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Monte dei Paschi stock tumbles as finance drive stutters
[MILAN] Stock in Monte dei Paschi di Siena tumbled Wednesday as investors feared that the troubled Italian bank's efforts to find billions of euros quickly are all but doomed.
BMPS, the world's oldest bank and Italy's third-biggest, is racing against the clock to raise five billion euros (S$7.49 billion) by the end of next week or face a government bailout.
It is due to release the result of a debt-for-equity swap offer open to small bondholders later Wednesday, but analysts already warned the take-up at 500 million euros so far was too small for comfort.
"The weak appetite rings the alarm bell as the year-end deadline approaches at a threatening speed," said Ipek Ozkardeskaya, senior market analyst at LCG.
"Failure to save the bank could aggressively shake up the Italian and the European banking sector."
Investors duly dumped the stock, which fell more than 12 per cent to 16.30 euros in morning Milan trading.
"Markets wait with bated breath the latest on Monte dei Paschi's struggling recapitalisation efforts to avoid collapse. Speculation suggests it has only four months of liquidity remaining," said Michael van Dulken at Accendo Markets.
If the bond conversion plan falls short, "an official bailout request for the bank is likely", Mr Van Dulken said.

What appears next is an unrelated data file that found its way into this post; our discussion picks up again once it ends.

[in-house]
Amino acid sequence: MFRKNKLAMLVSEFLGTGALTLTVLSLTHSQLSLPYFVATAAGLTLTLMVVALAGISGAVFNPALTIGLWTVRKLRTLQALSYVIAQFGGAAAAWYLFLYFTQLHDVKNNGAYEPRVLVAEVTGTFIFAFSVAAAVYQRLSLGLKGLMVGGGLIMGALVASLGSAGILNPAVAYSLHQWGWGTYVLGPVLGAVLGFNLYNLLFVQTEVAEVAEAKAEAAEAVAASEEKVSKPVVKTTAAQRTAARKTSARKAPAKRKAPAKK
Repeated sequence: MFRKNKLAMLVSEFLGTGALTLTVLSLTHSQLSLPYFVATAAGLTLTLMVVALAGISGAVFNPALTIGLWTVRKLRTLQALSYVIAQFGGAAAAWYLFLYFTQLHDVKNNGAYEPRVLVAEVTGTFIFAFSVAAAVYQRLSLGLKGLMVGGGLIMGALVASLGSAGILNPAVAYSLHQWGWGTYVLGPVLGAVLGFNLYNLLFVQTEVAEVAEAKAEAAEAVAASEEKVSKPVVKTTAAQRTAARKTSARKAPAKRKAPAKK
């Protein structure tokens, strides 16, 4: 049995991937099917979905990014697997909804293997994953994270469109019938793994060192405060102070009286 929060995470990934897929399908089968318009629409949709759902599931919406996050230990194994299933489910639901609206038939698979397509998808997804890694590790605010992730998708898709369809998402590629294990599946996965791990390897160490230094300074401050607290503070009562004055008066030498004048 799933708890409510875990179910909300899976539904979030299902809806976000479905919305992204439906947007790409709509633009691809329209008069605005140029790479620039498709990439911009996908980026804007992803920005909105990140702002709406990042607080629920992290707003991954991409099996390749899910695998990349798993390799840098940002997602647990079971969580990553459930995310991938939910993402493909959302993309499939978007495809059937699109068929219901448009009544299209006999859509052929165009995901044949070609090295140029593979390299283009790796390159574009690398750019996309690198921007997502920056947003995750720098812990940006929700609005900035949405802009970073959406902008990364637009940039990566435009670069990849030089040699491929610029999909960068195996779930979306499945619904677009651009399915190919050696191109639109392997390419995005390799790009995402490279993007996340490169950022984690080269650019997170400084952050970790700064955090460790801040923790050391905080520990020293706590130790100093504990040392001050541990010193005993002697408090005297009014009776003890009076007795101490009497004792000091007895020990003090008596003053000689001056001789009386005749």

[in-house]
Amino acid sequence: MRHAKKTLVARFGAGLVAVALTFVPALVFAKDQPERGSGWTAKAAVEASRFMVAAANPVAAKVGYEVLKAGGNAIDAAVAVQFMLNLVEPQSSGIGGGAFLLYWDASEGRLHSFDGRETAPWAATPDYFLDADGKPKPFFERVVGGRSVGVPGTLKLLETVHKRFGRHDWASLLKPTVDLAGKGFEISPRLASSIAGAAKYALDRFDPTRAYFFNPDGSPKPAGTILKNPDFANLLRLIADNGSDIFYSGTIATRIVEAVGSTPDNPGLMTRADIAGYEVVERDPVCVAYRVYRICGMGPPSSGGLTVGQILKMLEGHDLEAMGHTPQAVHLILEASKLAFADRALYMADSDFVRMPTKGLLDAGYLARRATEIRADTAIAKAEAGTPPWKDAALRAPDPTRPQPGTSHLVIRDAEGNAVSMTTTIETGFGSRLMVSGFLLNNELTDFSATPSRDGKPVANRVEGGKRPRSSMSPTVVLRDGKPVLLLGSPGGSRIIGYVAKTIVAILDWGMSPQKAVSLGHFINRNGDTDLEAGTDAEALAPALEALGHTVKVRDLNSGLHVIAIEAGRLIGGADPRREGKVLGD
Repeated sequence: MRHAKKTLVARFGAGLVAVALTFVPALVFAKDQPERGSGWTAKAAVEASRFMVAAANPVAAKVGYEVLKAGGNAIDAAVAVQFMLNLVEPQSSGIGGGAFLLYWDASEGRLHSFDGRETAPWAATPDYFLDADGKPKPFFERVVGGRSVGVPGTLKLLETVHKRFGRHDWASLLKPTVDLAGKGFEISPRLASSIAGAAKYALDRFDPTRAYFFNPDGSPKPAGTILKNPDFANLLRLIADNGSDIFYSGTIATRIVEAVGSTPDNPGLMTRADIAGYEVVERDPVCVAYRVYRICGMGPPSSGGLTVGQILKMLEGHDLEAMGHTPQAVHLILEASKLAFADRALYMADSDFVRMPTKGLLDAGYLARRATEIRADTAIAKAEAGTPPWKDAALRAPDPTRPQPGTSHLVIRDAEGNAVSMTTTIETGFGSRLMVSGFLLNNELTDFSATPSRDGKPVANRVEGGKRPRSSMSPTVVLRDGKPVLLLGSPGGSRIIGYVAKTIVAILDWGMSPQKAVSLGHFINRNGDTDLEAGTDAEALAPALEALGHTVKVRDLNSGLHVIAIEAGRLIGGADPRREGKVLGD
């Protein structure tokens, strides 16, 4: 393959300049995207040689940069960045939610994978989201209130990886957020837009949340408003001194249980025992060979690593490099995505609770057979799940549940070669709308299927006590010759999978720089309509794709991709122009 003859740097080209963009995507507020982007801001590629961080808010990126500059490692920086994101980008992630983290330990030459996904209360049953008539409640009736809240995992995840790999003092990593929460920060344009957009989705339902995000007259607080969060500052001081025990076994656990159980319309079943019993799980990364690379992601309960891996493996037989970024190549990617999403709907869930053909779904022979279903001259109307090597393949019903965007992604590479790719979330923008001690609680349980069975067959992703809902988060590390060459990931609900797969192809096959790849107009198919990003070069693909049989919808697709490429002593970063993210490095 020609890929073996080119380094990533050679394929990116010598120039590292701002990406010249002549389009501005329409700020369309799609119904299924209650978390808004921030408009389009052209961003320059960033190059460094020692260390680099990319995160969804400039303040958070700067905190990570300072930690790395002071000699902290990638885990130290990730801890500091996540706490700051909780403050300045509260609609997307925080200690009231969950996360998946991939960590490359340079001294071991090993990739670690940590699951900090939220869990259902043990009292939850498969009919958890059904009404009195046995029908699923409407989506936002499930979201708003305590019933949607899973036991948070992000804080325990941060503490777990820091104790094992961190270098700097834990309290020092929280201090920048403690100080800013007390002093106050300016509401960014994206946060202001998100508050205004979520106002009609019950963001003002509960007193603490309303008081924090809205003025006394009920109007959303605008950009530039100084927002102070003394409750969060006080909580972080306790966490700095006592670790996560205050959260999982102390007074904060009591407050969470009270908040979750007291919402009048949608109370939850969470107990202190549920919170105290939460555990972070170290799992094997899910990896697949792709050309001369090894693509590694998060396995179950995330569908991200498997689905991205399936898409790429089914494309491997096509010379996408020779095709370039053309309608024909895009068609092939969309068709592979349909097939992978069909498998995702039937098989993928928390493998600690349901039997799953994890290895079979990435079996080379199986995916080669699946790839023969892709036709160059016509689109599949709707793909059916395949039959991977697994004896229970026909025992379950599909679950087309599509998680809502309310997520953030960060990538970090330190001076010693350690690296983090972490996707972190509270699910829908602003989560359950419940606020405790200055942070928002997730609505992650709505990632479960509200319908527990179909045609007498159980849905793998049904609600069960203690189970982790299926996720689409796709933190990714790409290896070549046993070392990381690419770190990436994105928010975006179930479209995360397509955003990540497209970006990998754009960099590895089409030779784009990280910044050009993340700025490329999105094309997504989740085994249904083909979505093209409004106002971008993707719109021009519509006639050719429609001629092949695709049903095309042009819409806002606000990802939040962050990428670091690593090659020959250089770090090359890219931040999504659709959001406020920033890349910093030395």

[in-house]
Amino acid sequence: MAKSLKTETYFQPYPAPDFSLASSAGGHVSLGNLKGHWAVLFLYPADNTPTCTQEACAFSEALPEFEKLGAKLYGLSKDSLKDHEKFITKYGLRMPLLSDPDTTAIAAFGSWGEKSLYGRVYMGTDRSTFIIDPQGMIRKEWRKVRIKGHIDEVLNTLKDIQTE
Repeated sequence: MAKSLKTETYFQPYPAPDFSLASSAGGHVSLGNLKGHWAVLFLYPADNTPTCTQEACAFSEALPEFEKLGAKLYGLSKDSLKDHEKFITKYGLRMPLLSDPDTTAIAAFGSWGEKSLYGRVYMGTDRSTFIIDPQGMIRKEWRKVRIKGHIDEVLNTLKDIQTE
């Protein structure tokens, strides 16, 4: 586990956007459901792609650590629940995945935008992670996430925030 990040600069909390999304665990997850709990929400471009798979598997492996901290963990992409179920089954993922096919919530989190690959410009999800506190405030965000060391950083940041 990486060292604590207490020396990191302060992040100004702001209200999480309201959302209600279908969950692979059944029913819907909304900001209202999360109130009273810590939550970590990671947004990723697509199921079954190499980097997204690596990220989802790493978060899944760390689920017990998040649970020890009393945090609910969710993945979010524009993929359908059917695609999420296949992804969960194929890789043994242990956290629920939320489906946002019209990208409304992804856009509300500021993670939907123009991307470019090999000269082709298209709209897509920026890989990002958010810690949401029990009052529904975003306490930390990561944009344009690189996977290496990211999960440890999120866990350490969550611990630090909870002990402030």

The results of an ongoing capital increase, meanwhile, are to be released Thursday.
BMPS is at the heart of an Italian banking crisis which has cost it over 85 per cent of its market capitalisation in the past year, and it posted the worst results in a stress test this July by the European Banking Authority.
It last week launched a last-ditch attempt to find, through private investors, the funds the ailing lender needs to shore up its balance sheet and stave off a government intervention.
The plan entails selling off 27.6 billion euros in bad loans.
A first debt swap offer raised over one billion euros.
Monte dei Paschi needs to complete the five-billion-euro funding drive by the end of December after the European Central Bank refused to grant its request to extend the deadline to mid-January.
New Italian Prime Minister Paolo Gentiloni confirmed last week that the government was prepared to come to its aid if the private rescue fails.
If it came to that, it would use a move known as "precautionary recapitalisation", meaning shareholders and holders of junior bonds, a risky class of debt, must contribute to saving the bank.
Mr Gentiloni has asked parliament to approve setting aside 20 billion euros to help Italy's ailing banking sector which is buckling under bad loans estimated at a combined 360 billion euros, around a third of the eurozone's total.
But analysts said the sum set aside is not enough to sort of Italy's banking problems.
"Whatever happens in the next few days, whatever plan is implemented won't resolve the underlying problem in Italy, which is it has too many banks and too much bad debt, across the entire sector," said Michael Hewson at CMC Markets.
Data compiled by Bloomberg suggest that Italian banks need at least 52 billion euros to clean up their balance sheets.